The No. 1 handicap hole is the 454-yard, par-four fourth. The tee shot to a table-top fairway must be played to the right of three bunkers which line the fairway. The approach shot is downhill, across a gully to a two-tiered green that slopes from back to front. Anything short leaves a tricky uphill pitch.

"It's a difficult drive and then the second shot poses a lot of problems because it is downhill and downwind, with the gully to contend with," Sipes said. "If you hit it short, the ball will bounce down into the gully. If you go long, even if you stay on the green, you probably will be above the hole with a difficult downhill putt. "This is really a good golf hole. You must hit a good drive, a good approach shot and be in the right spot on the green to get away with a birdie or par. You see a lot of three-putts there."

The ninth tee at River Ridge overlooks the practice fields the Los Angeles Raiders used for training camp before moving back to Oakland. The fields, next to the Residence Inn where the Raiders stayed, have been turned into a public facility and the Dallas Cowboys trained there for two weeks this summer to escape the Texas heat.

"I used to play there as often as I could, in between practices," said cornerback Mike Haynes, who went from a Hall-of-Fame career with the Raiders and New England Patriots to an executive position with Callaway Golf. "We would play at 6 a.m. before the morning practice and then I would go back and play again or practice before the afternoon workout."

"When I was finished playing and lived in Los Angeles, I would meet my father, who lived in Lompoc, at River Ridge because it was about halfway. I really like the course, especially the back nine. Sometimes the wind would come up and add another element."

"Being able to play golf made training camp like a country club for me and it was great to play a good course that was not super expensive."

Both nines at River Ridge finish with par fives that bring water into play on the approach to the green.

The 523-yard ninth hole, which runs parallel to the hotel and is the No. 1 handicap hole from the women's tees, is reachable in two shots only for the big hitters. After staying out of the bunker complex on the left side of the fairway, you must lay up in front of the lake which guards the green. Make sure to stay about 125 yards from the hole in order not to end up with a downhill lie.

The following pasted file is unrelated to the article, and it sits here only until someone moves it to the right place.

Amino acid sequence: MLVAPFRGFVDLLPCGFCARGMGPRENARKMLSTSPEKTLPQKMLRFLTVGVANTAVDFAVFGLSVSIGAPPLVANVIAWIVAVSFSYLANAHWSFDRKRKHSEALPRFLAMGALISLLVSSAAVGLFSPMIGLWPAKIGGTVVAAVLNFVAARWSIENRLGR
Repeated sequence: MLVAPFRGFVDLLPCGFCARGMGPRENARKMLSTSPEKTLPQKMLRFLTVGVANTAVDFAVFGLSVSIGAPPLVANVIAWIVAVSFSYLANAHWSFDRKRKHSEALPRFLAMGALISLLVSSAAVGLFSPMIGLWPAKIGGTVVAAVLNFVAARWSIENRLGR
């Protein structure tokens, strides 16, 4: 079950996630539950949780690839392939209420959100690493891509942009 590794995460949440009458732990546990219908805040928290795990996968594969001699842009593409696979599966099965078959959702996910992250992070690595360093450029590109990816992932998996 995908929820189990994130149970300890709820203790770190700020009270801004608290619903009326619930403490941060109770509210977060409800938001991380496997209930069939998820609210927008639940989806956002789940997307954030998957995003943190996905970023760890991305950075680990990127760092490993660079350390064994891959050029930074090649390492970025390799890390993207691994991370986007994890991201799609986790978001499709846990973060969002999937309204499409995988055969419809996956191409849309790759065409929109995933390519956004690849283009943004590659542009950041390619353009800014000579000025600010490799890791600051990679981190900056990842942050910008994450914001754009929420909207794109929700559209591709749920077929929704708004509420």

"We lowered the tee on the ninth hole a few years ago and it opened up the driving area," Sipes said. "The lay-up shot can be tricky getting it into the right spot. Club selection again is very important on the approach because you have to factor in the water, the wind and the bunker in back of the green and another on the right. It looks like an easy third shot to a large green but you can get into trouble very easily. Any time there is water in front, you tend to want to hit the ball a little farther."

The 18th is 497 yards downhill, reachable in two, but with trouble waiting at a green guarded by a lake on the front right, and bunkers left and behind.

The risk-reward opportunity was demonstrated dramatically in the final round of the 2001 Oxnard City Championship at River Ridge. Alex Kuyumajian, the Pacific 10 Conference men's champion from USC, reached the green in two and made his eagle putt to tie J.T. Kohut, from UCLA, who made birdie.

Kuyumajian beat his former Westlake High teammate in a playoff.

"That shows why it's so great to have a par-five finishing hole," Sipes said. "It's not over until it's over. If you hit a good tee shot, it gives you a chance to finish with an eagle or a birdie if you go for the green. But it also brings seven into play if you hit into the lake."

Even the finish is cool at River Ridge Golf Club.

[Editor's Note: This review covers the original course at River Ridge, now known as the club's Vineyard Course. A second 18-hole course, Victoria Lakes, opened in 2008.]

Tom LaMarre, Contributor

Tom LaMarre has been a sportswriter and copy editor in California for parts of five decades, including 15 years with the Oakland Tribune and 22 with the Los Angeles Times.